This study was supported in part by Grants-in-Aid for the Promotion of Polio Eradication and Research on Emerging and Re-emerging Infectious Diseases from the Ministry of Health, Labor and Welfare.

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using lentiviral pseudotypes: a cross-species comparison. J. Gen. Virol.89:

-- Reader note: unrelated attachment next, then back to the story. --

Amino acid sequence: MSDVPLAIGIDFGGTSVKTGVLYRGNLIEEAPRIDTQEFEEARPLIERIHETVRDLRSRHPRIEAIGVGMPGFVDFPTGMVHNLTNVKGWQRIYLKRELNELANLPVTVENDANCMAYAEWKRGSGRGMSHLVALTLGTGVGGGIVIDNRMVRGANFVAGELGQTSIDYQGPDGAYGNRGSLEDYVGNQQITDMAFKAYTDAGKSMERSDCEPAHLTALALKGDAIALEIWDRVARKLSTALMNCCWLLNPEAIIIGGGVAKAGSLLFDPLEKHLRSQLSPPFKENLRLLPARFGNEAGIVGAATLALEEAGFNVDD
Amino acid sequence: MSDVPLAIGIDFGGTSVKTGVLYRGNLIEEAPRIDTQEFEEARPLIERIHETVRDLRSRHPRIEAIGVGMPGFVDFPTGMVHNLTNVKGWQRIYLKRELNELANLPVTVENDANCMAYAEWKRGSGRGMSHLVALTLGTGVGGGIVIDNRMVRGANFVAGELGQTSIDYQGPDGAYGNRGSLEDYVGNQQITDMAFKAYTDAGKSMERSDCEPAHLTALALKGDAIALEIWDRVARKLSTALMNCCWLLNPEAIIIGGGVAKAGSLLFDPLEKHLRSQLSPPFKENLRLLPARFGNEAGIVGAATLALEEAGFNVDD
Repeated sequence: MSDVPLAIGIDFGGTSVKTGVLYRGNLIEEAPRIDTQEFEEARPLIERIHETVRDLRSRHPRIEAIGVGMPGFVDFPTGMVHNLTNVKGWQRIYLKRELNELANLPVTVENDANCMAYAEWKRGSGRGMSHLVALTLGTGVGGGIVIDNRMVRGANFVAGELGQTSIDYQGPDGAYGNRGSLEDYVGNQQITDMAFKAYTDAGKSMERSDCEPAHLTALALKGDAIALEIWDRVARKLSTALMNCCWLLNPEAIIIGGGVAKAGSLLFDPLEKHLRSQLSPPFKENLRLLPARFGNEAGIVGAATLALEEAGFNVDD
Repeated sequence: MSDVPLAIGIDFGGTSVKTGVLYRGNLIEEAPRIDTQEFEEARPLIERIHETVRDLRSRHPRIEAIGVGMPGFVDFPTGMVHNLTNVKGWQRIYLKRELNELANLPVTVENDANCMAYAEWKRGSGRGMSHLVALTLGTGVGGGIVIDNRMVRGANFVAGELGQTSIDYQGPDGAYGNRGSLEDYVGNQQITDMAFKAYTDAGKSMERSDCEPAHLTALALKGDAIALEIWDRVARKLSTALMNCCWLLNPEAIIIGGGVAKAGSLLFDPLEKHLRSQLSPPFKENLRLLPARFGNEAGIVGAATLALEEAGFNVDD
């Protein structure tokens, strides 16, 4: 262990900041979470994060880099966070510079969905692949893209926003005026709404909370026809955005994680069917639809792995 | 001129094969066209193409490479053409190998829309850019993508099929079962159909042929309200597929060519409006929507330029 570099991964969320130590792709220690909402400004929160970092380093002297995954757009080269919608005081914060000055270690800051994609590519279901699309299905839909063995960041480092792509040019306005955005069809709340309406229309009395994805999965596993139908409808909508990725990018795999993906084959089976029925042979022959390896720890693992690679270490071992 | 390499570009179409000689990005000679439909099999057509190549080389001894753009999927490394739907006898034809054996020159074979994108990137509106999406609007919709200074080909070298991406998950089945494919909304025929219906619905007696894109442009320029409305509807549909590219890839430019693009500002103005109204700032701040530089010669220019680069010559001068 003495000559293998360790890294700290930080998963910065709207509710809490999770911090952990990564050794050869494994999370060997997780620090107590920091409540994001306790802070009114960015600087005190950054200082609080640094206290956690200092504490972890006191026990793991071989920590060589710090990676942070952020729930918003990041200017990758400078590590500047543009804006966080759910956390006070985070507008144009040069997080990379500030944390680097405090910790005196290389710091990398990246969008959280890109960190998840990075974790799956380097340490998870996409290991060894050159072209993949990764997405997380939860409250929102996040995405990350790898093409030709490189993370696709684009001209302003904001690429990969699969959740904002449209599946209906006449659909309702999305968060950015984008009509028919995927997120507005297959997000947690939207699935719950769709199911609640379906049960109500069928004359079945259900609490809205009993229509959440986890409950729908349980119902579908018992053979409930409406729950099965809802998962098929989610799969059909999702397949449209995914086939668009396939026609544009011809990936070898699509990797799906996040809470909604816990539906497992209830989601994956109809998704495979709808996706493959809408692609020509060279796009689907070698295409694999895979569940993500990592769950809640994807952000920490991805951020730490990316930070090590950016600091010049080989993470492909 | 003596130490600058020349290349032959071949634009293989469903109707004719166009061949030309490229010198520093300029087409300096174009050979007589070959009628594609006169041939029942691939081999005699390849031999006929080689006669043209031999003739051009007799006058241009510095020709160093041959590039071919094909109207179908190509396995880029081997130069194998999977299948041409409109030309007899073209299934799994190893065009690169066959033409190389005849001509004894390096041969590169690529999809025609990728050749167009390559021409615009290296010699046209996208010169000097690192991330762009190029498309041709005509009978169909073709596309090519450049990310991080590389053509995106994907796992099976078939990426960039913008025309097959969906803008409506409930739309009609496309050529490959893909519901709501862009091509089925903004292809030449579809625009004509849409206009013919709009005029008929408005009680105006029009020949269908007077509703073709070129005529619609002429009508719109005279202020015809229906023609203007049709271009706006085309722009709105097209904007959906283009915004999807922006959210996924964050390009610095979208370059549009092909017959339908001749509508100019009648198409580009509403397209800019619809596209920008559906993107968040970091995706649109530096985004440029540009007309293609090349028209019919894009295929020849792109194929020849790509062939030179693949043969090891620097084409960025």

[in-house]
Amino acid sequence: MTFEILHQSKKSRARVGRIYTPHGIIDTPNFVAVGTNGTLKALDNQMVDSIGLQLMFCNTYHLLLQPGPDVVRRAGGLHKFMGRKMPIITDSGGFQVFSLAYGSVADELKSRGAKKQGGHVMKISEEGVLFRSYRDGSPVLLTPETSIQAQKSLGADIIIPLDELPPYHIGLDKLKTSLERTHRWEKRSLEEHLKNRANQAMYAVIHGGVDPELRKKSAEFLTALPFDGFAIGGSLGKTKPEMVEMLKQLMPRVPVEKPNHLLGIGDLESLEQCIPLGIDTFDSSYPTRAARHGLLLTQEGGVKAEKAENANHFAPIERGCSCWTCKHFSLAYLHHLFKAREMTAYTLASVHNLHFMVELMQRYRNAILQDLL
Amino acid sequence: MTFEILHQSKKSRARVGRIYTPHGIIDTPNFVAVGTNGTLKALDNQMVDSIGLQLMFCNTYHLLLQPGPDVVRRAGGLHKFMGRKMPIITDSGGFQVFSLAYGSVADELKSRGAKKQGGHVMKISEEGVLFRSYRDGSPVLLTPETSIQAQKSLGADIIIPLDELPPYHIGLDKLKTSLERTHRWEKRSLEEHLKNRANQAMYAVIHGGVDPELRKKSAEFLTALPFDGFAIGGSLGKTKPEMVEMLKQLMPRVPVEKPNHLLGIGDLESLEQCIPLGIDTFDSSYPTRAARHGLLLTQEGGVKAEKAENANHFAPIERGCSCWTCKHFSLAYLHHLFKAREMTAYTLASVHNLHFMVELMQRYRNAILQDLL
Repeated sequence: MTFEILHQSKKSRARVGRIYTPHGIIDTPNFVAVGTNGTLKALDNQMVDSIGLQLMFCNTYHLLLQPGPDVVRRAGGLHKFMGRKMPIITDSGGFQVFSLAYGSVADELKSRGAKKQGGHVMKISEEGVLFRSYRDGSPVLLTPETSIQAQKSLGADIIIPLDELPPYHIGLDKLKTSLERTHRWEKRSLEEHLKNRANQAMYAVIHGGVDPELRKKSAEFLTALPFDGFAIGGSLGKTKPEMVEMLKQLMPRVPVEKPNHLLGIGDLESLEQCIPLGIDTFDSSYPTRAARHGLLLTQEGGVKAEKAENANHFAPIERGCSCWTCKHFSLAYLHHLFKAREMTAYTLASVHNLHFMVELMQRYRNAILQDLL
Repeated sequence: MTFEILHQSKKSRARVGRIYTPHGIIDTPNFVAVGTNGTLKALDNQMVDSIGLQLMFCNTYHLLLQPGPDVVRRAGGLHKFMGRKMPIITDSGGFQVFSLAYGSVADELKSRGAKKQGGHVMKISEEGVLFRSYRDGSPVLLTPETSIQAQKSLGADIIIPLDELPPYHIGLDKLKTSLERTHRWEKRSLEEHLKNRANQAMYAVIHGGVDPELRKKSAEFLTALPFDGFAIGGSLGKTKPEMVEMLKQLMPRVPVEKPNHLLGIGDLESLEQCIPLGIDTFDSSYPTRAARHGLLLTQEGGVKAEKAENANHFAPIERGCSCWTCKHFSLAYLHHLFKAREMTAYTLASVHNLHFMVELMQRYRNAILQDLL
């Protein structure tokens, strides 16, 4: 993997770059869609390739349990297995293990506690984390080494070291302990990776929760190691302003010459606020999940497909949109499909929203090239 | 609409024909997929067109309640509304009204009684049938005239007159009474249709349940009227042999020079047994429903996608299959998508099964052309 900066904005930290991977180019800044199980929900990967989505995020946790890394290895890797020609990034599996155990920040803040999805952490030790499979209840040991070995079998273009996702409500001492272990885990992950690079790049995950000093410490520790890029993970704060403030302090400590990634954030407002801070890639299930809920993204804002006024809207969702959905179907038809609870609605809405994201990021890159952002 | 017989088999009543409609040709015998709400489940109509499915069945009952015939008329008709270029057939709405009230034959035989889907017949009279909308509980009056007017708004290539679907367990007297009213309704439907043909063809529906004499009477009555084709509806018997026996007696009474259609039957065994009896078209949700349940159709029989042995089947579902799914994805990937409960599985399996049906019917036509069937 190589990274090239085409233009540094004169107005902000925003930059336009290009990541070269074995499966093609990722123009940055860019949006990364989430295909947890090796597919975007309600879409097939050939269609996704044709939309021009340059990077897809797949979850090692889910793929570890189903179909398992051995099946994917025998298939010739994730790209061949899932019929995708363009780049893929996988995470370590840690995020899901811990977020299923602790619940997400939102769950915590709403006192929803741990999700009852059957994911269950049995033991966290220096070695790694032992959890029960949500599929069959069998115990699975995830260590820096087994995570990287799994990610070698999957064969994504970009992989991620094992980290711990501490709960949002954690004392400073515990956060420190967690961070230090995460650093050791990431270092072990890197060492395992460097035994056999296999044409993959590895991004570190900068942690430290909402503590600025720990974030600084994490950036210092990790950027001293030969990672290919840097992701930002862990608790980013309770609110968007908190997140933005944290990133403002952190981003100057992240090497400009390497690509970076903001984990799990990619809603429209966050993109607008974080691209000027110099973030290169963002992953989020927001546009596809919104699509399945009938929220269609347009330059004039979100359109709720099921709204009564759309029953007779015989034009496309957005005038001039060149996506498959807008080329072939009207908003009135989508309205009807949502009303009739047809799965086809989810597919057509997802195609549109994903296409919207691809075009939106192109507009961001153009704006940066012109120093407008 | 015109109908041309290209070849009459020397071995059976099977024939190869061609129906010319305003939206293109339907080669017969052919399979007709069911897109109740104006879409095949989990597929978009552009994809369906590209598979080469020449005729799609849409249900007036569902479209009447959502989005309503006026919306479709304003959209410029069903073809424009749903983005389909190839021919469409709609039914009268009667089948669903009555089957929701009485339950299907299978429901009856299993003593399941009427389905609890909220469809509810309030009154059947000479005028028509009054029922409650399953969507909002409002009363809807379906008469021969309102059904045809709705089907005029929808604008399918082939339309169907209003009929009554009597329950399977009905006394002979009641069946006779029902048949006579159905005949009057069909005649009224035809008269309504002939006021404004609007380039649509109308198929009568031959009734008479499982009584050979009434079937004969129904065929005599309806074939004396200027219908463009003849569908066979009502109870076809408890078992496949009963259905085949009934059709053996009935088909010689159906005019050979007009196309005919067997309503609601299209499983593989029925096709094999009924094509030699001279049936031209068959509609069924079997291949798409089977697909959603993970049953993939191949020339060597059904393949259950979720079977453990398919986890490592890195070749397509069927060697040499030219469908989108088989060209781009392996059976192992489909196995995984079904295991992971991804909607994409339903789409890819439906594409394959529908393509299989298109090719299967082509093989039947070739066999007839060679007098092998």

2204–2213.

on August 17, 2020 by guest

http://cvi.asm.org/

Figure

FIG. 1. Optimization of the PV pseudovirus titer for the pseudo-virus PV neutralization test
FIG. 2. Procedure for pPNT. (A) Schematic representation of the pPNT procedure. O/N, overnight
FIG. 4. Comparison of the neutralizing-antibody titers obtained by cPNT and pPNT in different age groups

References